OREGON STATE UNIVERSITY

OSU Ranks High Nationally in Measure of Faculty Productivity

11/27/2007

CORVALLIS, Ore. – A new ranking of graduate programs at research universities around the country shows that Oregon State University faculty are exceptionally productive, ranking among the top 10 U.S. universities in eight of the disciplines measured.

OSU earned a top national ranking in Wildlife Science and ranked second in Fisheries Science. The university also ranked fourth in Zoology, fifth in both Plant Pathology and Forest Resources/Forestry, seventh in both Pharmacy and Agricultural Economics and ninth in Science Education. OSU placed in the top 10 in more categories than any other Oregon institution.

The rankings, published in the Nov. 16 edition of The Chronicle of Higher Education, further cement OSU’s reputation as a leading research university, coming on the heels of other listings earlier this year that ranked OSU tops in North America in Forestry and no. 1 in the United States in both agricultural sciences and in conservation biology, the field most closely associated with the study of climate change.

“It’s gratifying to see our faculty recognized so prominently for their contributions in so many fields,” said OSU President Ed Ray. “We are a research university with a goal of being recognized as one of the nation’s premiere land grant universities to maximize the contributions of our graduates, scholarship and outreach and engagement for the people of Oregon and the nation. This is public acknowledgement of our faculty’s success in approaching that goal.”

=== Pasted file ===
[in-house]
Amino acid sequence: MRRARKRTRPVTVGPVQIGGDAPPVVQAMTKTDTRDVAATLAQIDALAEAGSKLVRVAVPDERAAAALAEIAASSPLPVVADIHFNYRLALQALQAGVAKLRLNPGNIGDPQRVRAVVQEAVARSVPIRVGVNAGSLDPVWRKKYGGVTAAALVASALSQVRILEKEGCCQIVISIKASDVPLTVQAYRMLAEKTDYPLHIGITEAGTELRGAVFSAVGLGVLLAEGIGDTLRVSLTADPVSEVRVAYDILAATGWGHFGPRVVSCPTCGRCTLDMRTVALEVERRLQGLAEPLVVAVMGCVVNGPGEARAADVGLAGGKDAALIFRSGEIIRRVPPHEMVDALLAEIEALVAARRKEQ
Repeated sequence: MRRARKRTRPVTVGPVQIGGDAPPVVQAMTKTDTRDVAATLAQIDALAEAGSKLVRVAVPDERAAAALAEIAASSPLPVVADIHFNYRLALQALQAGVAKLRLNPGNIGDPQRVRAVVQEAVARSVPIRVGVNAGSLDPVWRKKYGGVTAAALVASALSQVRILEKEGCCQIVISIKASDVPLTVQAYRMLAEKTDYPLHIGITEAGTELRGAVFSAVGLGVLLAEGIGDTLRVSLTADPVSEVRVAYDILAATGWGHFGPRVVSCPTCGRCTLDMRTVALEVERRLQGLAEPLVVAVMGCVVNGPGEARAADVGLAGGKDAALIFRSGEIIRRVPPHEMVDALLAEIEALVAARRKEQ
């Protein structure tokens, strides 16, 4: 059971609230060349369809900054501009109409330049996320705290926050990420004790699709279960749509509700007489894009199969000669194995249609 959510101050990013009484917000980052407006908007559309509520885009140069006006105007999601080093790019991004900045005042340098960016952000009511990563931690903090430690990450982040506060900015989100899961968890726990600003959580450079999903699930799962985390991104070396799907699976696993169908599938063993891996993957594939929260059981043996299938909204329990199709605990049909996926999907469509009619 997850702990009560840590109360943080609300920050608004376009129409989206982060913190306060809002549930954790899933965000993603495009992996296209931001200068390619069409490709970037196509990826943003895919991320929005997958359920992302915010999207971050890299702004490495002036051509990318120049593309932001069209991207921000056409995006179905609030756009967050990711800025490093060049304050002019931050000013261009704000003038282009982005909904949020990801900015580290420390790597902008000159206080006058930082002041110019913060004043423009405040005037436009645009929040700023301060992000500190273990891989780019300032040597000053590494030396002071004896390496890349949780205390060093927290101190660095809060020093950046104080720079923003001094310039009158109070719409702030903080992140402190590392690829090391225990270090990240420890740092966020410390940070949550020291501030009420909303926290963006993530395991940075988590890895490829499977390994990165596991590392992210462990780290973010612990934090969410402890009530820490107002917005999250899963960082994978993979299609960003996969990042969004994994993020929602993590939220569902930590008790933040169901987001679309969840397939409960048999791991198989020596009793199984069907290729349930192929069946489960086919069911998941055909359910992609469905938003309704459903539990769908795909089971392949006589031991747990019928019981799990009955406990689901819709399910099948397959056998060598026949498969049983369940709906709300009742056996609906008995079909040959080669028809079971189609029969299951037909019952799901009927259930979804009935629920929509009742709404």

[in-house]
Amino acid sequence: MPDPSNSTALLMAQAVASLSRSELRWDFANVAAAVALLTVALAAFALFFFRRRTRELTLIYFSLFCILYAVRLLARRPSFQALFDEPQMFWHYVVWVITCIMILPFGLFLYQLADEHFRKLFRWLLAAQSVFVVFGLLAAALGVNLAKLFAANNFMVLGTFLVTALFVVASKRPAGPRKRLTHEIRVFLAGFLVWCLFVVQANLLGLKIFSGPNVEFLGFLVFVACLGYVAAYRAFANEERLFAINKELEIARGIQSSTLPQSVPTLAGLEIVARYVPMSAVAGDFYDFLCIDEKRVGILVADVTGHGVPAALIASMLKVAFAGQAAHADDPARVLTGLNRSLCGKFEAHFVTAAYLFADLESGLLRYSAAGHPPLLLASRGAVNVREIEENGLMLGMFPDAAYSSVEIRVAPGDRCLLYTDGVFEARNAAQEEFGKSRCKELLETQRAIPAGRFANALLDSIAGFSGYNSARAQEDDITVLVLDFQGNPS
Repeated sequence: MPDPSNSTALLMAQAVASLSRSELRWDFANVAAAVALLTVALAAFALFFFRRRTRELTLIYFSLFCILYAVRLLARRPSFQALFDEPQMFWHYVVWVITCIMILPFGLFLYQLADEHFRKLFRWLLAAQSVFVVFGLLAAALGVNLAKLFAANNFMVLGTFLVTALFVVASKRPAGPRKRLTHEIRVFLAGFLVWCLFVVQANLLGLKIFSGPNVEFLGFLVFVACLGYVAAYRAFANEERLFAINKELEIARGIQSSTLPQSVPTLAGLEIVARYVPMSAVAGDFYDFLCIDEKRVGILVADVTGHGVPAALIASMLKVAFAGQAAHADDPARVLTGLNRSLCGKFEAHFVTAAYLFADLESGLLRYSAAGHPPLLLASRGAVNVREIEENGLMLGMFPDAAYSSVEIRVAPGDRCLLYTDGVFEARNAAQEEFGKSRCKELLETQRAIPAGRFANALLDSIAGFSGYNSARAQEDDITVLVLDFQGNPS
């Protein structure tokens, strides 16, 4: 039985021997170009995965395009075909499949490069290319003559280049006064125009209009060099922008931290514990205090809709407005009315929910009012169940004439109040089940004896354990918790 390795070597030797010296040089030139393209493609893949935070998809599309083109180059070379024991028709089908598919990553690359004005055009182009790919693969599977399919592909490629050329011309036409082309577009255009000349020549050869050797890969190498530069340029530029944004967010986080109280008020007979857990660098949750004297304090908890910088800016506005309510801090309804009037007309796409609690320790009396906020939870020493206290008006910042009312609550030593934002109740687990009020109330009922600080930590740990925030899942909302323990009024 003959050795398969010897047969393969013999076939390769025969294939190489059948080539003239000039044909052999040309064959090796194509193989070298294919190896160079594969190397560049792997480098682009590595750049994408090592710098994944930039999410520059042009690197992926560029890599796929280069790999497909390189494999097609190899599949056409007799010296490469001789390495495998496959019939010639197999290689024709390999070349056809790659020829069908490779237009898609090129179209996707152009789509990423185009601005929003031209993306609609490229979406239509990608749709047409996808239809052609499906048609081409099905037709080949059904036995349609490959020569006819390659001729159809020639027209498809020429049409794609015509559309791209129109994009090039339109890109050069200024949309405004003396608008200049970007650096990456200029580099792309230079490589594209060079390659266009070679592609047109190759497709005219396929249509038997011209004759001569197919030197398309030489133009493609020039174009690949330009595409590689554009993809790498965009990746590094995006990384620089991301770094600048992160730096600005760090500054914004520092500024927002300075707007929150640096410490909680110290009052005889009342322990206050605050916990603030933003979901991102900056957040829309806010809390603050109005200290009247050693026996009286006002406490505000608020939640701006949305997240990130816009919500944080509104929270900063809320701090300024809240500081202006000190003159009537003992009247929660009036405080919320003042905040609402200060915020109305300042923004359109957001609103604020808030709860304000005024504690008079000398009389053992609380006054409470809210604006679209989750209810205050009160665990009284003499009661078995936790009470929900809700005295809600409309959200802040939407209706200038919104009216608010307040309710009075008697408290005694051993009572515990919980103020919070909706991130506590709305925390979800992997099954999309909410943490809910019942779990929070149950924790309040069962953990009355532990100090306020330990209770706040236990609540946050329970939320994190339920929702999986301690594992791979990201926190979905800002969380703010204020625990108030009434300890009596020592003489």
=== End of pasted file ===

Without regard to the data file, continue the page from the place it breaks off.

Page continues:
The new rankings, covering 173 disciplines, are produced by Academic Analytics, a private company owned in part by the State University of New York. This is the third-consecutive year it has undertaken the “Faculty Scholarly Productivity Index,” which takes into account published research, the number of times other faculty cite that research in their own publications, grants earned by each faculty member and multiple other factors.

Several new factors considered in this year’s index have helped to create a more comprehensive picture of productivity. For instance, grant data from such federal agencies as the National Institutes of Health and the National Science Foundation has been included, as have 22,000 scholarly honors and awards and information on 64,000 books purchased by university libraries.

The resulting rankings illustrate the competitiveness of OSU faculty in myriad disciplines. In earning the no. 1 ranking in Wildlife Science, for instance, OSU scored better than many much larger institutions, such as Texas A&M, the University of Minnesota and the University of Florida. In Pharmacy, OSU finished ahead of the University of Texas-Austin and the University of Washington.

“The index’s value goes well beyond the numerical rankings,” said Daniel Edge, head of the OSU Dept. of Fisheries and Wildlife. “For instance, it shows that the work of three out of every four members of our faculty has been cited by other researchers in journal publications. In measurements such as that, the index really gets to the heart of scholarly quality and influence.”

The index is available online at http://chronicle.com/stats/productivity/.